California’s Office of Environmental Health Hazard Assessment (OEHHA) has released “Questions and Answers”1 document of the clear and reasonable warning requirements under Proposition 65. The guidance is provided for the purpose of assisting businesses transitioning to the new safe harbor warnings regulations2 adopted in August 2016.
The business is responsible to issue the warning if they aware or believe that their products can expose individuals to one or more listed chemicals. The warning can be placed on a product label or posted or distributed at a workplace, a business, or in rental housing, and must be given for listed chemicals unless the exposure is low enough to pose no significant risk of cancer or is significantly below levels observed to cause birth defects or other reproductive harm.
Summary of the noticeable responses are highlighted as follows:
The new warnings become operative on 30 August 2018, businesses can use either the old warnings or the new ones during the transition period.
The warning regulations do not require businesses to perform any testing.
Product manufacturers, producers, packagers, importers, suppliers or distributors are responsible to provide either warnings on products, or provide notice and warning materials for retailer seller.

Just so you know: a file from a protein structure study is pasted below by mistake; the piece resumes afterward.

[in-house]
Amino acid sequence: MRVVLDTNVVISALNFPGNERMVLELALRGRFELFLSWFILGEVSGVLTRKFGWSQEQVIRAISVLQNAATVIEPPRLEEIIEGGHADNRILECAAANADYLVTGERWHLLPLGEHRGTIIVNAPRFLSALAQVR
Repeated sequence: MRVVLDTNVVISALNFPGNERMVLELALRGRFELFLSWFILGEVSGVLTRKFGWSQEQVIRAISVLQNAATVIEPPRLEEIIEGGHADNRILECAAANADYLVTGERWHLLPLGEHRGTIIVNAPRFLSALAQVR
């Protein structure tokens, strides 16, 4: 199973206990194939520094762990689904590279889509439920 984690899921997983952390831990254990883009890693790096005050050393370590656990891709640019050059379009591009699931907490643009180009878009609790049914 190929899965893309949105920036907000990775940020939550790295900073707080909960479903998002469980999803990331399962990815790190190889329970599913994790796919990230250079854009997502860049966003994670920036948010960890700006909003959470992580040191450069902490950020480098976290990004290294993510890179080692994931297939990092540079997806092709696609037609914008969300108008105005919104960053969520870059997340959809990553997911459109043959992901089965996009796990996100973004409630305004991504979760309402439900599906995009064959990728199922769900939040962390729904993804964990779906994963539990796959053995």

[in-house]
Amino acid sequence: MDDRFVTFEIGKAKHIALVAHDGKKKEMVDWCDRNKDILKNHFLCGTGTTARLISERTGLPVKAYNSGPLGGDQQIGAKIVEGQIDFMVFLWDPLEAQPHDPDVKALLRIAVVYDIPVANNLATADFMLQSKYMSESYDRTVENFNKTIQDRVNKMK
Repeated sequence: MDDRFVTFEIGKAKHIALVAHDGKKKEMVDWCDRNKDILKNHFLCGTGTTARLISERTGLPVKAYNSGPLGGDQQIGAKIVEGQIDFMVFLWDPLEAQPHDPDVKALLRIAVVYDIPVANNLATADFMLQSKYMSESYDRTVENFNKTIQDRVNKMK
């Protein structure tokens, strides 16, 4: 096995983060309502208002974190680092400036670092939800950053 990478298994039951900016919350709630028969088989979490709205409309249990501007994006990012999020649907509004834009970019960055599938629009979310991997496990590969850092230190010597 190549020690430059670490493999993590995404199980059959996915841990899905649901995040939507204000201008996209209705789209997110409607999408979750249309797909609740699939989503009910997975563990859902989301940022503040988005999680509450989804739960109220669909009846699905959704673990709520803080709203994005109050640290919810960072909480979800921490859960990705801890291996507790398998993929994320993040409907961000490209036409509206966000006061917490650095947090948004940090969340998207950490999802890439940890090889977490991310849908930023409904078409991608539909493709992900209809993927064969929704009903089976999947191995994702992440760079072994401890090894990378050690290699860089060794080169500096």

The retailer seller is responsible to maintain and replace of the warning materials received.
Consumer product exposure warnings
A consumer product that is manufactured beyond the effective date and labelled with an old warning is deemed to be compliant with the new regulations.
Warnings must be provided to the consumers prior to the internet and catalog purchase.
A standalone warning on the user manual is not considered as compliance to the new regulations.
The warning label must be visible on exterior packaging if the exposure occurs after opening.
An on-product (short-form) warning3 can be affixed or printed on the product itself or its immediate container or wrapper.
A business may either print the warning symbol in black and white or in yellow color.
There is no specific type size requirement, however the entire warning cannot be in a type size smaller than the largest type used for other consumer information, and must be in a type size no smaller than the 6-point type.